AUGUSTA, Maine — Nonprofit organizations that spend money on political campaigns in Maine could be required to disclose their donors under a bill proposed by Sen. Tom Saviello, R-Wilton.
Saviello’s proposed legislation targets what many consider a flaw in Maine’s campaign finance disclosure laws and also looks to tackle the issue of so-called “dark money” in politics.
Saviello presented his bill Monday to the Legislature’s Legal and Veterans Affairs Committee, which has jurisdiction over campaign finance laws in Maine.
Often those who donate to nonprofit organizations have no idea their donations will be used, in part, to fund political action committees. Under Maine law, those political action committees, often set up by the nonprofits, are required to disclose their funding sources but don’t have to name specifically the donors that provide money to their sponsoring nonprofits.
The PACs then spend money supporting or opposing candidates or ballot questions without voters ever being able to find out who bankrolled the campaign.
“I think people should know where that money is coming from,” Saviello said.
One recent example, according to Saviello, was the failed 2014 statewide ballot effort to ban bear hunting with bait, dogs and traps.
That campaign was largely bankrolled by the Humane Society, a national nonprofit that funded a ballot question committee — a kind of political action committee for a statewide referendum — that spent the money to sway Maine voters against bear hunting.
Saviello said many voters he spoke to during the course of the campaign, even those who said they supported the Humane Society, had no idea their donations were going to fuel a political campaign.
He said other nonprofits, including the Environment Health Strategy Center, used their nonprofit status to filter money to PACs that attacked specific legislative candidates in 2014.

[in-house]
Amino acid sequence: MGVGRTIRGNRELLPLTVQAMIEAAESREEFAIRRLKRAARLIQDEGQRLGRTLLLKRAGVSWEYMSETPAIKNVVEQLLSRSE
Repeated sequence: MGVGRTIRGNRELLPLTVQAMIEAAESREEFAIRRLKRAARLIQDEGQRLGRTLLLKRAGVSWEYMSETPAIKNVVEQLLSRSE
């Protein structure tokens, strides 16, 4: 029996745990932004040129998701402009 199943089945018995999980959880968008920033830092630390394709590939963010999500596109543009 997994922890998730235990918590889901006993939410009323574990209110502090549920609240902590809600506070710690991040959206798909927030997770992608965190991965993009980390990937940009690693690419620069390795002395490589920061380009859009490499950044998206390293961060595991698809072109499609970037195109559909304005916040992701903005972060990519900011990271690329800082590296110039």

Saviello’s bill, LD 189, would affect all types of nonprofits when they funnel money to political organizations and campaigns, requiring them to disclose all their donors for the two years prior to donating to a PAC.
Saviello said he’s open to changes to his proposal, including ones that would establish “threshold” amounts for spending and donations so that small donations to nonprofits would not necessarily be subjected to disclosure. He also said he did not intend the bill to require union members who pay regular union dues to have those dues become part of political disclosure reporting.
Jonathan Wayne, executive director of the Maine Ethics Commission, which is tasked with enforcing state campaign finance and disclosure laws, testified neither for nor against the proposal. But he urged the committee to take into account constitutional issues related to the First Amendment right to free speech when deliberating on final language for Saviello’s proposal.
“This is an area in which our disclosure law should be strengthened but our perspective differs a little bit because we think it has to be done carefully because of the constitutional issues involved,” Wayne said.
Wayne said several other states had also passed legislation to increase transparency related to nonprofit involvement in political campaigns and suggested the committee look to some of those states for examples.
Former state Sen. Edward Youngblood, a Republican from Brewer who has worked closely with Maine Citizens for Clean Elections, also offered his support, noting nonprofits that are participating in political activity should not be treated any differently than other organizations that seek to influence voters.
Youngblood closed his statements with a quote from U.S. Supreme Court Justice Antonin Scalia, one of the court’s most conservative jurists.
“Requiring people to stand up in public for their political acts fosters civic courage without which democracy is doomed,” Youngblood said, quoting Scalia. “For my part, I do not look forward to a society which campaigns anonymously, hidden from public scrutiny and protected from the accountability of criticism. This does not resemble the home of the brave.”
Meanwhile, the American Civil Liberties Union of Maine offered testimony against the bill.
“This bill unnecessarily imposes an onerous burden on constitutionally protected speech,” Oamshri Amarasingham, an attorney with the ACLU of Maine, said of the bill.